Michigan may be an Elite Eight team, but the slights just keep on coming. Anyone not consistently around the team might think the players are trumping up the “everyone underestimates us” theme, but evidence to the contrary became even clearer in the hours since they advanced to their second consecutive Elite Eight.
The Wolverines are now set to do battle with Kentucky… the preseason #1 team in the country. The Wildcats just thwarted arch-rival and defending champion Louisville in comeback fashion, and last weekend they put forth a masterful showing against the Midwest Region’s #1 seed, Wichita State. Suddenly now all of the preseason prognostications of Kentucky grandeur have been awakened. Vegas dubbed the Wildcats two-point favorites over Michigan and the majority of pundits seem to agree with that line.
In today’s press conference there were further examples of the prevalent view the Wolverines are upstarts. The first came during the formal Q & A with the head coach and five starters at the dais.
Michigan headman John Beilein fielded a question about how significant an opportunity Sunday’s battle with Kentucky will be.
Question: Coach Beilein, Michigan's program has risen to national status in the past few years. What's it like to get the chance to do it against these name brand teams that have been there a long time, Syracuse and Kansas last year, and Kentucky this year?
COACH BEILEIN: I look at it more over time, that Michigan isn't just a good basketball program now. We've been for 50 years. And we've had ups and downs just like Kansas, just like Kentucky has had over time. And it's just in your lifetime maybe you see it that way. But when I think of Michigan basketball I think of Cazzie Russell and Phil Hubbard and Glen Rice, all the way through to all our great teams that have been so good. And what we're trying to do is get Michigan back to where it's consistently in the NCAA Tournament when we had teams -- when we had the teams with Terry Mills and just great basketball coaches, great basketball teams.
So I don't look at it that way. I look at it this is where Michigan should be. We're not newly arrived. We've been a great basketball program for a long time.
To be clear, that question wasn’t intended to be a slight. The more overt occurrences came later during the breakout sessions.
Jordan Morgan has been the champion of the “us against the world mentality” on the team, so it’s seems fitting that he was the first to field a question from (I assume) a Kentucky reporter about the futility of trying to win his individual match-ups tomorrow afternoon.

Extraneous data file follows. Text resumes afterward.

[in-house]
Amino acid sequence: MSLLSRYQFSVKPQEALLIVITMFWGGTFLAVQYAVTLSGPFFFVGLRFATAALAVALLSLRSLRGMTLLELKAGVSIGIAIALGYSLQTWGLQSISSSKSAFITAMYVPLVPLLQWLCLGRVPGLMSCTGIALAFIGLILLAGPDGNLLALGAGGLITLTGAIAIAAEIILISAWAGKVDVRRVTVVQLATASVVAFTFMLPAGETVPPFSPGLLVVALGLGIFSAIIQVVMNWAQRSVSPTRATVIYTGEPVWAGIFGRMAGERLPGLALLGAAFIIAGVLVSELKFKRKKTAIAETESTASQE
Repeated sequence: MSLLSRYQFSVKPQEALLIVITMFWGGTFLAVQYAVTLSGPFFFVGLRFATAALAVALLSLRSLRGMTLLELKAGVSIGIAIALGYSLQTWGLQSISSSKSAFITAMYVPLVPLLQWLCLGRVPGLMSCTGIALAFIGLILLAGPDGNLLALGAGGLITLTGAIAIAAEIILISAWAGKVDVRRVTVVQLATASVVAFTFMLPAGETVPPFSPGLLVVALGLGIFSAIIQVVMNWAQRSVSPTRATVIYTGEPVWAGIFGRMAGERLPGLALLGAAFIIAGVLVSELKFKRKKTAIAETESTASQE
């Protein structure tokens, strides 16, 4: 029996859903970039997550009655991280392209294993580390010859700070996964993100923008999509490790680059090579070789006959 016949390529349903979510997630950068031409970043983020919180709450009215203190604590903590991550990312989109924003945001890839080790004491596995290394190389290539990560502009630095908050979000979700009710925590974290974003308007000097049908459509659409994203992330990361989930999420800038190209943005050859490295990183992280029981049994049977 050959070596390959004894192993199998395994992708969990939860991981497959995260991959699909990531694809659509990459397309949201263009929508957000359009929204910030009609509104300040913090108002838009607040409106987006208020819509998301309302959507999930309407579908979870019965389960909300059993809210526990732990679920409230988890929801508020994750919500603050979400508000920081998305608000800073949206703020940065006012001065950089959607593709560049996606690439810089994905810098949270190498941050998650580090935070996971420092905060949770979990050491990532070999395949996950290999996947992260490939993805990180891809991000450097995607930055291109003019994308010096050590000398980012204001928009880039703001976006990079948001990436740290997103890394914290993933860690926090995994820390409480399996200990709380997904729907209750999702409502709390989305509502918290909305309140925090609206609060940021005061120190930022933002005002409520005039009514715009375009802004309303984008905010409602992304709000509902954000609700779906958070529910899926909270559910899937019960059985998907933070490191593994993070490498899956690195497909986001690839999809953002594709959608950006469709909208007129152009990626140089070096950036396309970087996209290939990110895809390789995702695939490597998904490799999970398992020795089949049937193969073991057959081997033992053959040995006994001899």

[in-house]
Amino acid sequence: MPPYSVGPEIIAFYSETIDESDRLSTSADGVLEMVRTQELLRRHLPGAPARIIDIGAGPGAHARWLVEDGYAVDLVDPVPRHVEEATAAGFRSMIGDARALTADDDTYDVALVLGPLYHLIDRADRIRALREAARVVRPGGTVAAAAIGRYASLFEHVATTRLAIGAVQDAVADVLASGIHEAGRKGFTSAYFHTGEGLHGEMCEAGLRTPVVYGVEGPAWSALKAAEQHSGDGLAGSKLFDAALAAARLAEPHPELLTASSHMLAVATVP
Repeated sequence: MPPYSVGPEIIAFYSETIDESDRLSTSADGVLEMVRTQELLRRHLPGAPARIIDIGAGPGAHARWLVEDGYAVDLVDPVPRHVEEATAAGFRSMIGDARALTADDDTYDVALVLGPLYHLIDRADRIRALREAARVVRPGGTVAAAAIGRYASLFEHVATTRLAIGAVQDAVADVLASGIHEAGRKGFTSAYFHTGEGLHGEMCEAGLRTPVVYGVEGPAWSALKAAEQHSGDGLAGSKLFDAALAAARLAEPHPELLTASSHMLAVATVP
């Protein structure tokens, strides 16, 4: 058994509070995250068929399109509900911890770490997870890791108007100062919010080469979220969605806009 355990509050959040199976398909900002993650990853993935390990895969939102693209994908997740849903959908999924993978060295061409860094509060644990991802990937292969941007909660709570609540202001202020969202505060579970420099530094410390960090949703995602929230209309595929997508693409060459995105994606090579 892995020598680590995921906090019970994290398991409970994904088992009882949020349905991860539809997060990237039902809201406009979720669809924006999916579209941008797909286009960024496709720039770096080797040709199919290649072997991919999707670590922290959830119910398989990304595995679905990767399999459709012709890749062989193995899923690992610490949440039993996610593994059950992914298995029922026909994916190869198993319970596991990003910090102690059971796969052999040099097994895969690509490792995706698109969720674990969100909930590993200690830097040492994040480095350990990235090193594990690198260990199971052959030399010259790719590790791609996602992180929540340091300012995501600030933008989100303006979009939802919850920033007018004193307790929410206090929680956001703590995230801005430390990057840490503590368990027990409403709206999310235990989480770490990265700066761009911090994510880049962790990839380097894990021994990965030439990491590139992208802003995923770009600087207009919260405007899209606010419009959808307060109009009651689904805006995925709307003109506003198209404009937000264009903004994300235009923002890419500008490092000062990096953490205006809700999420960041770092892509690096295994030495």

“You said you use what you have to your advantage,” the reporter said. “I look at what Julius Randle looks like… Dakari (Johnson)… what do you have to your advantage?”
Maybe that was an attempt a subtle disrespect that just failed miserably. Either way, Morgan handled it well as you’ll see in the video below.
Minutes later in an adjoining room the same reporter began educating / warning Glenn Robinson III about the overwhelming athleticism he is will face when Michigan takes the court against the Wildcats.
“Do you really understand how big and athletic they are,” the reporter asked incredulously. “Do you really understand?”
Robinson’s response was a bit of video gold.
So any notion that the Wolverines are embellishing their underdog status should be laid to rest. They’re perpetual over-achievers in the eyes of many. The players to a man say that doesn’t mean a whole lot, and they’re right. No games have ever been won on the basis of someone saying or thinking one of the team’s isn’t good enough. That said, the naysayers can continue to serve the same purpose they’ve served all season… fuel the collective fire in Michigan’s belly.
“I'm not really sure why,” Morgan replied when asked why his team doesn’t get the type of respect he feels it deserves. “I really can't tell you why. As far as just listening to that stuff, I mean we hear it. And I think if anything, we just embrace it and that's just who we are.”
“Our team is a bunch of guys that have been overlooked. Our coaching staff is a bunch of guys who have gotten overlooked. It's just like that's how we play. We got a whole program full of guys that people have always counted out.”
“We just take that and use it as fuel.”